On the occasion of Disney’s Animal Kingdom 20th Anniversary, we reflect on its celebration of all animals — living, imaginary, and extinct.
And since we’re Parkeology, we’re going to focus on that last part with a Top 20 Countdown to Extinction. It’s fast! It’s a blast! It’s in the past!
Kilimanjaro Safari opened with a poacher-nabbing storyline that included a dead mother elephant, a high-speed machine-gun chase, and a giggling baby pachyderm in the back of a truck while a CM held bad guys at gunpoint.
The traumatic carcass of Big Red (the mother) didn’t even survive the park previews. They replaced her part of the story with a radio message from Warden Wilson Matua.
The poacher storyline ran for more than a decade but was eventually phased out. The gunfire was removed and the animatronic Little Red was relocated backstage near Pride Rock, Animal Kingdom’s Cast Member cafeteria.
Dinoland’s Theater in the Wild has suffered through several bad productions leading up to the Animal Kingdom 20th Anniversary.
Tarzan Rocks! (exclamation point!) evicted the original show less than a year after the park opened.
Focusing on Phil Collins’s rhythmic soundtrack to the animated movie, the show sought to inject a little late-90s “Extreme Sports” into a show about a cut dude in a loincloth.
And yes, this meant the monkeys were on rollerblades.
Flametree the Sea Serpent once roamed the waters of what is now the Rivers of Light lagoon.
Back in 2010, Parkeology regretfully offended sea serpents everywhere in a series of misguided posts. Frankly, we still don’t think he was that big a deal. But he was really mad at the time.
In 1998, you could take a train to a place with the action-packed name of Conservation Station. But since most people didn’t, Disney decided to rename it to Rafiki’s Planet Watch, which is what it was still called at the time of the Animal Kingdom 20th Anniversary.
A lot of it is the same, but we will never, ever forgive them for removing the awesome elephant sanitation nozzles, which allowed you to bathe your hands under the flowing streams of a pachyderm’s nasal spout when exiting the Affection Section petting zoo.
Pocahontas and her Forest Friends was a stage production highlighting several North American species like raccoons, skunks, and otters.
Pocahontas and Grandmother Willow make a lot of sense in a Disney park. Less forgivable is the young sapling known as Sprig, whose every nightmarish gesture and exclamation makes you want to pick up the nearest ax and go to town.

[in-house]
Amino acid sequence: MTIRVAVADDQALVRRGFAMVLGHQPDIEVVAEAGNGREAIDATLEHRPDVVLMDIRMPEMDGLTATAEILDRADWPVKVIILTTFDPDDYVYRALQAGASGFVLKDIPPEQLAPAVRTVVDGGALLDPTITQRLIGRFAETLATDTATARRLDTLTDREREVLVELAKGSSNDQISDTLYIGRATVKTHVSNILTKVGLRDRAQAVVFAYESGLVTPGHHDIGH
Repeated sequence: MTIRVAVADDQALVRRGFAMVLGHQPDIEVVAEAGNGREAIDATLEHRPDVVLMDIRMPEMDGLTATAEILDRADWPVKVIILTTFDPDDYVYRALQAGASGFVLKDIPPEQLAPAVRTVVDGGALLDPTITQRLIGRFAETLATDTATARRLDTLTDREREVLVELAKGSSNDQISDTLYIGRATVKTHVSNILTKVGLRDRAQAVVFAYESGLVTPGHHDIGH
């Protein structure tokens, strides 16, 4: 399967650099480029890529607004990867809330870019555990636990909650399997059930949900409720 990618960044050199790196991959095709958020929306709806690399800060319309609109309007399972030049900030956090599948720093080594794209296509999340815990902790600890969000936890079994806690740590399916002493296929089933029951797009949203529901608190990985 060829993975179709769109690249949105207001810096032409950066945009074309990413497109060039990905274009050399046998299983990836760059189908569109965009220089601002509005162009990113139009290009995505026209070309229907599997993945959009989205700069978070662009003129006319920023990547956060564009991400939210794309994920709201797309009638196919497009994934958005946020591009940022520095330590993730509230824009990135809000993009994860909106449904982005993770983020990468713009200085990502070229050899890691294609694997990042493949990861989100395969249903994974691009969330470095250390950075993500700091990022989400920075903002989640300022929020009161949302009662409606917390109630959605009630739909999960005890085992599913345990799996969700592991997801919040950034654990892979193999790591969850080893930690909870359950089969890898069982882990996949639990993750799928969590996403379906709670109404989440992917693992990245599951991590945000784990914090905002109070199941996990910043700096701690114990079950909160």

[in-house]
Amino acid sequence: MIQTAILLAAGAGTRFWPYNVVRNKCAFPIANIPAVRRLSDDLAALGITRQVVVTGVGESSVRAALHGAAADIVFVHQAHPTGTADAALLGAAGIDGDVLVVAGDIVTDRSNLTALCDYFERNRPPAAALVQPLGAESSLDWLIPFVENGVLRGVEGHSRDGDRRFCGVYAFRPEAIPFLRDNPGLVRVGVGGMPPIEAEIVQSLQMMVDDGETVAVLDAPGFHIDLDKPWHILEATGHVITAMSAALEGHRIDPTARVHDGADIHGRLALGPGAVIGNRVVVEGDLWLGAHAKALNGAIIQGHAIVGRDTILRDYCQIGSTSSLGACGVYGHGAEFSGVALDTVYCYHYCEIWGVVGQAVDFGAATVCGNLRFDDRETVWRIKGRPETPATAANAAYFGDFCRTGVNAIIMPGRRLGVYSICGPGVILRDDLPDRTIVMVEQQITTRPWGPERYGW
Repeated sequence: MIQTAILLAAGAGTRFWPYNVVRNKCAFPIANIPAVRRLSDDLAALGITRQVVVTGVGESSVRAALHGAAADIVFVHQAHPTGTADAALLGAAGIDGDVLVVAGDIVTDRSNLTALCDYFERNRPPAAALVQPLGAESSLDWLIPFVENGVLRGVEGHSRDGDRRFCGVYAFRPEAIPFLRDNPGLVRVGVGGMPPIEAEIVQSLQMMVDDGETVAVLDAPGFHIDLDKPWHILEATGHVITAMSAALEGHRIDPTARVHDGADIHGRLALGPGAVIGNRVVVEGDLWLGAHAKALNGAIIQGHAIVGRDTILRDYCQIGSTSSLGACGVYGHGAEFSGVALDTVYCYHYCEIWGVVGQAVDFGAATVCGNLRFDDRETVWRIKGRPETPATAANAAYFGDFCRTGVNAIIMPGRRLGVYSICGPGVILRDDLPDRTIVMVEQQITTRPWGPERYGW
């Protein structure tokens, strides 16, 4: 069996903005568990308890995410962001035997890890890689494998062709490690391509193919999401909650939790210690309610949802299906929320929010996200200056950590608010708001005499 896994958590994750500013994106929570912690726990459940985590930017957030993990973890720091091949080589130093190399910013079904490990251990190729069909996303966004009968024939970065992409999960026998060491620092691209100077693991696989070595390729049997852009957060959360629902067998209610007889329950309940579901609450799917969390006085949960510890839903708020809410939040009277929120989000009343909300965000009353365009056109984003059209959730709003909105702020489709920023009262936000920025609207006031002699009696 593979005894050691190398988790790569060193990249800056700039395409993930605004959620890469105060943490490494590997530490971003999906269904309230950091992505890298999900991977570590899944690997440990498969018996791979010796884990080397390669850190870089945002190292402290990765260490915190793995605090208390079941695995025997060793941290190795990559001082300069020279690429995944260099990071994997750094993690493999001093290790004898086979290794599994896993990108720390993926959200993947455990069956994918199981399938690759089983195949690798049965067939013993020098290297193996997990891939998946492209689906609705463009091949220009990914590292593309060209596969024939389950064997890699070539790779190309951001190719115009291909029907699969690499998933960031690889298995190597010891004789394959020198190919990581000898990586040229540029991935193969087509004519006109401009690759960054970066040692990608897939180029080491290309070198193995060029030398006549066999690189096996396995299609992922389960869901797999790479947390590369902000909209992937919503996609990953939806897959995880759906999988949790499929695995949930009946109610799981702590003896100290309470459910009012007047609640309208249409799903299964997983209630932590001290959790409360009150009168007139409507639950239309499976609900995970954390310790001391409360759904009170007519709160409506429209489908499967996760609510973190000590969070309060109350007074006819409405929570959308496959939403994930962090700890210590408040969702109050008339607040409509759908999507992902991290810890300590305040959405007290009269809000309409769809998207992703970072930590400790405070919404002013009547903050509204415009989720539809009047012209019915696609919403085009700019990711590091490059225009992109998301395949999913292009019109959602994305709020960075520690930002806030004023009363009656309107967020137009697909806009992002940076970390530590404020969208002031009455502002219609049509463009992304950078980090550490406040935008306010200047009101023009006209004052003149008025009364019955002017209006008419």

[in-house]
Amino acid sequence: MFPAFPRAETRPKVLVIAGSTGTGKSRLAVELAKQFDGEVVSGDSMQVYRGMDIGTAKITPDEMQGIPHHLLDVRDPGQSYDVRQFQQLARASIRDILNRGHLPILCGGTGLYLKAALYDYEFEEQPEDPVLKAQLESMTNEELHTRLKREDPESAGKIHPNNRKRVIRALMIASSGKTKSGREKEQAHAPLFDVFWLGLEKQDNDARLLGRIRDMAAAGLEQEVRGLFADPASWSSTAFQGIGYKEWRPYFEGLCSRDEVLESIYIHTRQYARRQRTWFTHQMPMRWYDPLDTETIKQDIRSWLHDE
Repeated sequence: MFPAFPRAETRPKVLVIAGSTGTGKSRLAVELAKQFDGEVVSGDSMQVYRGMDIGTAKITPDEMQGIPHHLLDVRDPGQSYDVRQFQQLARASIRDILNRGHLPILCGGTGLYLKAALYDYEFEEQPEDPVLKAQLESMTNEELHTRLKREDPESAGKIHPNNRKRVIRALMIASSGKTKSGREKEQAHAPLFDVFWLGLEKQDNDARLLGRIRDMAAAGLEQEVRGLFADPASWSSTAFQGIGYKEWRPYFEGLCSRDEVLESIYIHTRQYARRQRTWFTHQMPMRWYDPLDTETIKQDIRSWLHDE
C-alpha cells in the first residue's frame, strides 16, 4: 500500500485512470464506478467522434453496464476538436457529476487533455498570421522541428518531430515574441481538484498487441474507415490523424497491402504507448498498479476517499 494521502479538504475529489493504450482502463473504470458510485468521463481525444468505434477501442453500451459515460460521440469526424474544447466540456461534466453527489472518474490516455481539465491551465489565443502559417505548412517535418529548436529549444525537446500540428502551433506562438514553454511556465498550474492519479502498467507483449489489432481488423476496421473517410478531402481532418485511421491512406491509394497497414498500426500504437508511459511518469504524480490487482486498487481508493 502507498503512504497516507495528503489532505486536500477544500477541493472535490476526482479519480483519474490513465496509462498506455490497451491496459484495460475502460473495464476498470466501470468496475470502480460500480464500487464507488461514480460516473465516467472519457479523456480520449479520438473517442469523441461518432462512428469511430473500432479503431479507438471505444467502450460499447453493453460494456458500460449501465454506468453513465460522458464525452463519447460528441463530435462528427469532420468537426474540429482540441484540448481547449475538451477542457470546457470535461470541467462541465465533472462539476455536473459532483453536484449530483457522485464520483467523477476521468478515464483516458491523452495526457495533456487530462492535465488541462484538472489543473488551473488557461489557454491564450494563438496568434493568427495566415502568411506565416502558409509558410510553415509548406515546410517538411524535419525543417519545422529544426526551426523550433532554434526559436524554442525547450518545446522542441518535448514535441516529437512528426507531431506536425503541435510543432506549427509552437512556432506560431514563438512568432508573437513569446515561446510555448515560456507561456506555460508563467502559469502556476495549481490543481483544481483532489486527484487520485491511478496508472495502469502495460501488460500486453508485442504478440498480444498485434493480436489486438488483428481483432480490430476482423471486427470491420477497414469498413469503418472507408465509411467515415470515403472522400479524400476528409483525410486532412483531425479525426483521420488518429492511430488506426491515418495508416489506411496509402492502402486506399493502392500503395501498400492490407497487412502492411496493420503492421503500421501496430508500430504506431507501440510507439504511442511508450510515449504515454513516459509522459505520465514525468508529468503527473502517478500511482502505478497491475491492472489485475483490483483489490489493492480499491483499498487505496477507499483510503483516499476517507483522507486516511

In a section of the Maharajah Jungle Trek — after the Komodo Dragons but before the bats — lived a rather large, huggable grey creature known as the Malaysian Tapir.
While it looked like it should be playing keyboard in Jabba’s palace, it was a delightfully strange addition to the more familiar exhibits of early Asia.
Unfortunately, the resident tapir passed away several years ago and the exhibit was repurposed into a monkey enclosure.
The middle section of Disney’s Animal Kingdom hasn’t always been known as Discovery Island. When the park first opened, it was called Safari Village.
Though it didn’t change except in name, we wish they had stuck with the original. Disney already had something called Discovery Island, which really confuses modern search engines.
A fairly recent loss is the park’s original bird show, Flights of Wonder. Featuring jokes about tour groups and hippy drug culture, the Caravan Stage provided an up-close encounter with these marvelous winged creatures.
A new show themed to Disney/Pixar’s UP opened just in time for the Animal Kingdom 20th Anniversary. But we will never forget the original show, so vital to padding capacity during Animal Kingdom’s days as a half-day park. And we will especially never forget that ill-fated summer when they performed it in a revival tent.
Perhaps our favorite past-time is watching the gangly two-headed humans as they get themselves into wild predicaments.
These creatures look conspicuously like adult fathers carrying smaller child-sized humans on their shoulders, oblivious to the low hanging ceilings of monorails, queue entries, and especially the craggy arches of the Animal Kingdom Oasis.
I once saw a child take a particularly nasty smack on the noggin while his father blithely carried him to the exit. Not long after, the park removed most of the arches, turning them into pillars of rocks. It’s probably safer that way, but way less entertaining.
These day-glo pachyderms once swayed in time to Colonel Hathi’s march in Journey Into Jungle Book before Tarzan Rocks! (exclamation point!) evicted them.
Jungle Book shows have a hard time surviving in Animal Kingdom. A nighttime spectacular based on the live action movie played briefly in the theater built for Rivers of Light, but this Bollywood spectacle disappeared in short order.
At least the hidden Baloo is still lurking in Africa, waiting to be discovered.